Vaccines offer improved pasteurella protection
By Emma Penny
IMPROVED protection against pasteurella will be offered by new vaccines due to be launched in July.
The vaccines, developed by the Moredun Research Institute, Edinburgh and Hoechst Roussel Vet, promise better quality protection as well as protection against an extended range of pasteurella strains.
The improvement is due to the use of iron regulated proteins (IRPs). These antigens – which stimulate antibody production – improve protection against the nine strains of pasteurella included in current vaccines and also provide cross protection against other strains.
The new vaccine will replace current stocks of Heptavac-P, Ovivac-P and Ovipast, but price will remain the same for the comparable products Heptavac-P plus, Ovivac-P plus and Ovipast plus.
Like all dead vaccines, sheep will require two doses of the new vaccines four to six weeks apart to ensure they benefit from the enhanced protection.
According to Hoechst Roussel Vet sheep vaccine product manager Geoff Hooper there are two options for use – phased or rapid conversion.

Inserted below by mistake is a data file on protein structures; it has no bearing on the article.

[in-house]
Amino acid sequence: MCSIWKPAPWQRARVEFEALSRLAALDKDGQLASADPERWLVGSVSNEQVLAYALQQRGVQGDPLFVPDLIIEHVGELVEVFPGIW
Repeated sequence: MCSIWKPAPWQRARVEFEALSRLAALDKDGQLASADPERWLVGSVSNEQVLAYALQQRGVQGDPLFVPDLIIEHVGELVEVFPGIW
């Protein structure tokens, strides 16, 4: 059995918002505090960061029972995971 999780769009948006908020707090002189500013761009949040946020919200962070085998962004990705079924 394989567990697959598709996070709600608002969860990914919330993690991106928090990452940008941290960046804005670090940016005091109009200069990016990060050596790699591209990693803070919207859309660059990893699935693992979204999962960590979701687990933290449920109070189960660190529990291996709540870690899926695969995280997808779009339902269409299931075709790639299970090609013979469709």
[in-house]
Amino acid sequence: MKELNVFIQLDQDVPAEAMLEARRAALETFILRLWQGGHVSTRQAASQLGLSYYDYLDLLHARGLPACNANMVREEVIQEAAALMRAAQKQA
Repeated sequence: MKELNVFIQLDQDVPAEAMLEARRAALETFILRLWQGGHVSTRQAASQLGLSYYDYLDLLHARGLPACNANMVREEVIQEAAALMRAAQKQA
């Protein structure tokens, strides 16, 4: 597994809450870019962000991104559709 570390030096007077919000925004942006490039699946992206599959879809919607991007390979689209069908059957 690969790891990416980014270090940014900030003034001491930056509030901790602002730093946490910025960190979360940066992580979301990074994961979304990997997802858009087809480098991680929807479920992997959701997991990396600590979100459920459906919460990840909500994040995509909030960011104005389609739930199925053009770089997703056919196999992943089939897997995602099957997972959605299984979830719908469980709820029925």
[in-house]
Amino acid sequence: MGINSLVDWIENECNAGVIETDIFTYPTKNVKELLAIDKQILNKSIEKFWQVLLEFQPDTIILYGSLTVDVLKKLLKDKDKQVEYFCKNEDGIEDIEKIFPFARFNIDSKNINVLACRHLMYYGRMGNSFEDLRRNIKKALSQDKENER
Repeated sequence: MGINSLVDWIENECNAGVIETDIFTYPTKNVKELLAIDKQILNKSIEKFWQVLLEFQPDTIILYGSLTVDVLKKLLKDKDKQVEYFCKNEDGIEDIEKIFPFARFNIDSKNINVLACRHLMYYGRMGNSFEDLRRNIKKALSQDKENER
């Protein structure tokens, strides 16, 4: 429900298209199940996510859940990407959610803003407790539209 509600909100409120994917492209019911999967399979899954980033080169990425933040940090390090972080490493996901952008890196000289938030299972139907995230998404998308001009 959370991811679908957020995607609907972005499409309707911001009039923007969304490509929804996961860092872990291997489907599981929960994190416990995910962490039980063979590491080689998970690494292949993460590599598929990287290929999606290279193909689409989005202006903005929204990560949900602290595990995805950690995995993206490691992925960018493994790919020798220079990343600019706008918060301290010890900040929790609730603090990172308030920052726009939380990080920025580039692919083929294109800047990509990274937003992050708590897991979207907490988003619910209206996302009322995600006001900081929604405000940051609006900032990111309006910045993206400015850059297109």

"In a phased conversion, producers would vaccinate replacements with two doses of the new products, ensuring better pasteurella protection.
"The main flock would be dosed with these as usual – as single vaccination before lambing. They will be protected to the same standard as previous vaccines but will not benefit from the enhanced protection."
But where pasteurella has been a concern, producers could opt for the rapid conversion, ensuring all ewes received a double dose of the Plus products four to six weeks apart, he says.
"Producers could give two doses of Plus vaccines in the autumn, followed by the usual pre-lambing booster. Alternatively, ewes could be given a double dose in spring; a single dose of Ovipast Plus about 10 weeks before lambing followed by the annual booster of Heptavac-P Plus four to six weeks before lambing."n